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Shooting exotic/show cars

edited March 2015 Posted in » Nikon D3200 Forum
Hello, I'm looking for some advice on shooting some cars throughout sunsets or the night. I've seen some crazy nice pictures I would like to shoot myself. Some of the shots will be at sunset and some at night. I don't know too much about flash photography, but I have a slave flash. I'm fairly new to shooting anyway. I have the D3200 with the kit lens and a 55-200mm lens. I'm shooting a darker car and would like to focus on it, but also get a good shot of the background (skyline). If anyone could give me some tips or settings pointers on shooting such things that would be great. Thanks.

Comments

  • edited March 2015
    A couple of things come to mind.

    The first is reflection control. These objects are, of course, greatly reflective, and that can work both for you and against you. Try to find angles in which the reflections are not blinding or blown out and contain some interesting things other than yourself.

    Flash will have to be a bit oblique to avoid harsh reflections back.

    As far as backgrounds, if you want close and far both in focus, maximize your depth of field by stopping down and by using as wide a focal length as you can. You'll begin to lose a small amount of overall definition at F stops higher than about 11 to diffraction, but this trade off may be necessary if you want to minimize blur. For most of this, you'll probably be best off with the kit lens, as the 55-200mm has too much background blur. It's nice for portraits, but not for sharp backgrounds.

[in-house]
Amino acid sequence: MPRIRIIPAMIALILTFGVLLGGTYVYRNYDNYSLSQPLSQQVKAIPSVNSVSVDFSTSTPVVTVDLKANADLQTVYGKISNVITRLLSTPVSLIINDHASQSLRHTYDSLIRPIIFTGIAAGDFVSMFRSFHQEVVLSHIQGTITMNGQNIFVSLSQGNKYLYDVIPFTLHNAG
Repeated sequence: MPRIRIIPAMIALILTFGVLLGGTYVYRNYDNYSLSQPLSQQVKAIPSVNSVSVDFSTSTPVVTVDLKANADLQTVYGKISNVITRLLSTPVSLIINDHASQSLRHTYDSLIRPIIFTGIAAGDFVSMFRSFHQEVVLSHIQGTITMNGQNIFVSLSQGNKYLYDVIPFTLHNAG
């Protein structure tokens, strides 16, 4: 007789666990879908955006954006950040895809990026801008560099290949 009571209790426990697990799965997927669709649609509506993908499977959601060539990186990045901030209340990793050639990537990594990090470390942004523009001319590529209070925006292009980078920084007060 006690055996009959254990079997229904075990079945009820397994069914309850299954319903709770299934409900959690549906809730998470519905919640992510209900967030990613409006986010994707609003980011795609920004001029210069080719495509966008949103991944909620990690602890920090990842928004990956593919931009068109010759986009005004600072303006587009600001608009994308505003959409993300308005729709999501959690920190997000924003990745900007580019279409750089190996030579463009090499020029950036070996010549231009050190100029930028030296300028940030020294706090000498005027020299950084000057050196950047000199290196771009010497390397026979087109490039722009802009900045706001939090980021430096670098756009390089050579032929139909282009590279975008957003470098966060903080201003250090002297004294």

The D3200 does not have depth of field preview, so some of this must be guessed at or done with a cheat. Here is the cheat.

    In Live view, the live view you get will depend on the aperture you chose before you went into live view. You can change aperture and it will alter exposure appropriately, but it will not change the view. So to get depth of field preview, choose an aperture, enter live view, and see it there. To change the view, you must exit live view, choose a new aperture, then re-enter live view. There will be some exposure compensation in the display, but may not be enough when things get dark. What you see in the display is not the exposure the camera will choose for the image.

    If you're using flash or a tripod, try to keep ISO as low as you can to limit noise. If no flash and freehand, you'll have to up the ISO to keep your aperture small enough for depth of field, but you'll have to decide on compromises.

    Stick to Raw mode for your images and you can adjust some things in post processing. At night, the camera's meter will ask for too much brightness, but if you fudge it right, this can be an advantage. Bright exposures are less noisy than dark ones. If you can keep the overall exposure less than two stops too high you'll get a too-bright exposure, but when you lower it by the allowed two stops in post you will lower the noise as well.
  • edited March 2015
    Thanks a lot! I didn't even know about that cheat with this camera. I'm excited to go shoot my car along the Detroit river front!
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